Hey all—happy to be back with another installment in our mini-marathon. While my look at Gardevoir was perhaps a bit grandiose—and I certainly intended for it to be that way—today my discussion will be a bit more modest. I have only played two decks in the Standard format in tournaments this year (except my first League Cup of the season with Golisopod/Garbodor): Gardevoir and Zoroark. With my dissertation on Gardevoir out of the way, the other deck I would like to discuss today is Zoroark: specifically, Zoroark/Lycanroc.
During the third quarter of League Cups I played Zoroark/Golisopod to a second place and a top four performance, both large northeast events. These were my first times piloting Zoroark in a tournament and I immediately regretted not playing it earlier. Trade is truly incredible and the consistency of the deck was something to be admired. I preferred Golisopod to Lycanroc back then as I liked the idea of having all seven of my Energy cards being outs to a one-attachment attack. In my mind this makes the Golisopod variant a bit more consistent than other versions. Pablo gave us a great rundown of the current Zoroark/Golisopod he has been having success with recently on Saturday.
Fast forward to last month and the release of Forbidden Light: While Golisopod was still tempting, Lycanroc’s ability to carry the mirror match, push the Malamar matchup heavily in your favor, and provide a reliable way to run through Baby Buzzwoles all made Lycanroc appealing. I tested the deck online a bunch with Eric Gansman and we both took it to some cups—he won one and I made top four, scooping to a friend as I had gotten my invite with a top four. Eric also took the deck to Sheffield Regionals where he made a few misplays to miss out on day two, but our list did make day two via another friend. We saw a slightly different list win that same tournament.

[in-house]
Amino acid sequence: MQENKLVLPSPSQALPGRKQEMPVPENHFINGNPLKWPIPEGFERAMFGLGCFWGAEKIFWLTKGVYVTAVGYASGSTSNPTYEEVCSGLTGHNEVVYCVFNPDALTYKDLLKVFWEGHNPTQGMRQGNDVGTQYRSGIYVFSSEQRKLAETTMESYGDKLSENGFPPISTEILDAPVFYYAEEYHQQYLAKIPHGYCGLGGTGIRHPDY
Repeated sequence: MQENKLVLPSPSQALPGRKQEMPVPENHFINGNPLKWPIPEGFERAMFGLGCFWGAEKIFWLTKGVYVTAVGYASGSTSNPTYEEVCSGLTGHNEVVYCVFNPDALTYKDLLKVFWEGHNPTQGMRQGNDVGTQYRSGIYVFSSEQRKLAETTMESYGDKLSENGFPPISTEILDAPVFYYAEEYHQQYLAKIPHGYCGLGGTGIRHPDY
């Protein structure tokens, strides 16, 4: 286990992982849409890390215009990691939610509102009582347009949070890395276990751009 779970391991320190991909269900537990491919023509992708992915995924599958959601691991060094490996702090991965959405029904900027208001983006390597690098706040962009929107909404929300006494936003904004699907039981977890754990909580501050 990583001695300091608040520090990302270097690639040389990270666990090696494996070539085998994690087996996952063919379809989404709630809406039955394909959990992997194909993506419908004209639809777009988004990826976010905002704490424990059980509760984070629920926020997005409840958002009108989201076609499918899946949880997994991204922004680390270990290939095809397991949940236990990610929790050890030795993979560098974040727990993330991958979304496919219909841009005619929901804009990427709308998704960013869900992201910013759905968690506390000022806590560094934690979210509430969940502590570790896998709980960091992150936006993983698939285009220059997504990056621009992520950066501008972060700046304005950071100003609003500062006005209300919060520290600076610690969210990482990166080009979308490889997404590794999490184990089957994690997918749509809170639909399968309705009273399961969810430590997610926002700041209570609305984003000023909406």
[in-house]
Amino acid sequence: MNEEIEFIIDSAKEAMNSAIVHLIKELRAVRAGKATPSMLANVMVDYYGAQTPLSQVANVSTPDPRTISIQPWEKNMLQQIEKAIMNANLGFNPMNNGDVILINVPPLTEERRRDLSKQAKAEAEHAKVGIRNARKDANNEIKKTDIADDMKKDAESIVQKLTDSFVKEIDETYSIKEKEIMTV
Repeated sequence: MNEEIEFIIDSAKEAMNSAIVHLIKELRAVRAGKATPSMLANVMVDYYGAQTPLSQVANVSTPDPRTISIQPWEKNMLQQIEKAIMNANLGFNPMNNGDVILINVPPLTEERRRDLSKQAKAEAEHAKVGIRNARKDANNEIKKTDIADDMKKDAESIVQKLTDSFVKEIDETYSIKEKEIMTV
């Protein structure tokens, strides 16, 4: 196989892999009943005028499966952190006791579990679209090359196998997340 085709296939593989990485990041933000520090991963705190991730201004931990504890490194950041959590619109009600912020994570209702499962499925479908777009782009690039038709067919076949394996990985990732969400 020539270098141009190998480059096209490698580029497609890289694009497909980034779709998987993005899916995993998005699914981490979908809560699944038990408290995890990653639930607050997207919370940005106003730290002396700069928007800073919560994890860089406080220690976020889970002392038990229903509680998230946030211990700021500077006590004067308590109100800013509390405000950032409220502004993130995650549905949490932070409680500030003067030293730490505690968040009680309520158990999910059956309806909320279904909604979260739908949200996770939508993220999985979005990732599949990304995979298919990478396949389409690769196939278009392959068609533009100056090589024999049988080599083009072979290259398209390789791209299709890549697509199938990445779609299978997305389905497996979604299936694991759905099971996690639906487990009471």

Zoroark/Lycanroc (ZoroRoc) saw some play during League Cups in between EUIC and Memphis Regionals, but it had its breakout performance at the latter, where Michael Pramawat won his seventh Regional Championship. At that point, it was the only other Zoroark deck outside of Tord’s Zoroark/Golisopod (ZoroPod). Since then, it has been a mainstay in the format. With Buzzwole’s popularity also only increasing since that tournament, and ZoroRoc’s inherent weakness to it, ZoroRoc has not seen the success that such a powerful deck probably should have seen. In any case, it has seen some resurgence recently and is in at least a solid position moving into Columbus. Let’s take a look at our skeleton list:
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